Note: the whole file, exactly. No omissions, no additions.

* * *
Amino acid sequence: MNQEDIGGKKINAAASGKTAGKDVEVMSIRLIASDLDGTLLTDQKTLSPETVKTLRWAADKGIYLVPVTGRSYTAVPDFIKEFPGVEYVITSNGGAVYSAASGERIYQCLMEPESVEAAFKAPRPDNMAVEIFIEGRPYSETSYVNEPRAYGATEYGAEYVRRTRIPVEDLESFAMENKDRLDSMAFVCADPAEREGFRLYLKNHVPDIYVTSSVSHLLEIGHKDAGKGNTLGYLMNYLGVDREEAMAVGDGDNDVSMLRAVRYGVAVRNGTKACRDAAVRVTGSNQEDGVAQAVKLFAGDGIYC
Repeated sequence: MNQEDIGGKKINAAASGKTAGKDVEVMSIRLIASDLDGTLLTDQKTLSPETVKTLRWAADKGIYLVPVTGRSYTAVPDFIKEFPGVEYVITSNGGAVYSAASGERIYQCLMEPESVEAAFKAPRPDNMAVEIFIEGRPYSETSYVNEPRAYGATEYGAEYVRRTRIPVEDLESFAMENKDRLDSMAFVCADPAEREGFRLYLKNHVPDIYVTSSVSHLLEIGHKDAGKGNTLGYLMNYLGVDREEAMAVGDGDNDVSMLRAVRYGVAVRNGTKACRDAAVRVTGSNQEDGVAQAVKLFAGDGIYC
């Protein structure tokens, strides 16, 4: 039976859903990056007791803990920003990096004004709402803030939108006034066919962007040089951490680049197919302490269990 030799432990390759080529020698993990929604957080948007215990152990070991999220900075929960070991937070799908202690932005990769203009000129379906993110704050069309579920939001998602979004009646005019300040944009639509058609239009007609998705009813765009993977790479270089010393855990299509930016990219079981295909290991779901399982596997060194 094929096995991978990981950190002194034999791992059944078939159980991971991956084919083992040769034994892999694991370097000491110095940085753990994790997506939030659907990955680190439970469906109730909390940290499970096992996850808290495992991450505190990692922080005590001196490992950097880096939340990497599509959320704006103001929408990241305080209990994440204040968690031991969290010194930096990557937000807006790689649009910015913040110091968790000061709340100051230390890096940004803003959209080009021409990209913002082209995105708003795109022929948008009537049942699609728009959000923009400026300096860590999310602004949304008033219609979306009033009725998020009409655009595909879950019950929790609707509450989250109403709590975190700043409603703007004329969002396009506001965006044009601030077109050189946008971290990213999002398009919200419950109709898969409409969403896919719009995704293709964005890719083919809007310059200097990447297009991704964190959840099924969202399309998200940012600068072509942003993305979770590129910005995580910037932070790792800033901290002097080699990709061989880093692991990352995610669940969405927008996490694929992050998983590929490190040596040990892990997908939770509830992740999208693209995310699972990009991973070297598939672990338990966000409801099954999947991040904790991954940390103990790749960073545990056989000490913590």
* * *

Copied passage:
Amino acid sequence: MNQEDIGGKKINAAASGKTAGKDVEVMSIRLIASDLDGTLLTDQKTLSPETVKTLRWAADKGIYLVPVTGRSYTAVPDFIKEFPGVEYVITSNGGAVYSAASGERIYQCLMEPESVEAAFKAPRPDNMAVEIFIEGRPYSETSYVNEPRAYGATEYGAEYVRRTRIPVEDLESFAMENKDRLDSMAFVCADPAEREGFRLYLKNHVPDIYVTSSVSHLLEIGHKDAGKGNTLGYLMNYLGVDREEAMAVGDGDNDVSMLRAVRYGVAVRNGTKACRDAAVRVTGSNQEDGVAQAVKLFAGDGIYC
Repeated sequence: MNQEDIGGKKINAAASGKTAGKDVEVMSIRLIASDLDGTLLTDQKTLSPETVKTLRWAADKGIYLVPVTGRSYTAVPDFIKEFPGVEYVITSNGGAVYSAASGERIYQCLMEPESVEAAFKAPRPDNMAVEIFIEGRPYSETSYVNEPRAYGATEYGAEYVRRTRIPVEDLESFAMENKDRLDSMAFVCADPAEREGFRLYLKNHVPDIYVTSSVSHLLEIGHKDAGKGNTLGYLMNYLGVDREEAMAVGDGDNDVSMLRAVRYGVAVRNGTKACRDAAVRVTGSNQEDGVAQAVKLFAGDGIYC
């Protein structure tokens, strides 16, 4: 039976859903990056007791803990920003990096004004709402803030939108006034066919962007040089951490680049197919302490269990 030799432990390759080529020698993990929604957080948007215990152990070991999220900075929960070991937070799908202690932005990769203009000129379906993110704050069309579920939001998602979004009646005019300040944009639509058609239009007609998705009813765009993977790479270089010393855990299509930016990219079981295909290991779901399982596997060194 094929096995991978990981950190002194034999791992059944078939159980991971991956084919083992040769034994892999694991370097000491110095940085753990994790997506939030659907990955680190439970469906109730909390940290499970096992996850808290495992991450505190990692922080005590001196490992950097880096939340990497599509959320704006103001929408990241305080209990994440204040968690031991969290010194930096990557937000807006790689649009910015913040110091968790000061709340100051230390890096940004803003959209080009021409990209913002082209995105708003795109022929948008009537049942699609728009959000923009400026300096860590999310602004949304008033219609979306009033009725998020009409655009595909879950019950929790609707509450989250109403709590975190700043409603703007004329969002396009506001965006044009601030077109050189946008971290990213999002398009919200419950109709898969409409969403896919719009995704293709964005890719083919809007310059200097990447297009991704964190959840099924969202399309998200940012600068072509942003993305979770590129910005995580910037932070790792800033901290002097080699990709061989880093692991990352995610669940969405927008996490694929992050998983590929490190040596040990892990997908939770509830992740999208693209995310699972990009991973070297598939672990338990966000409801099954999947991040904790991954940390103990790749960073545990056989000490913590």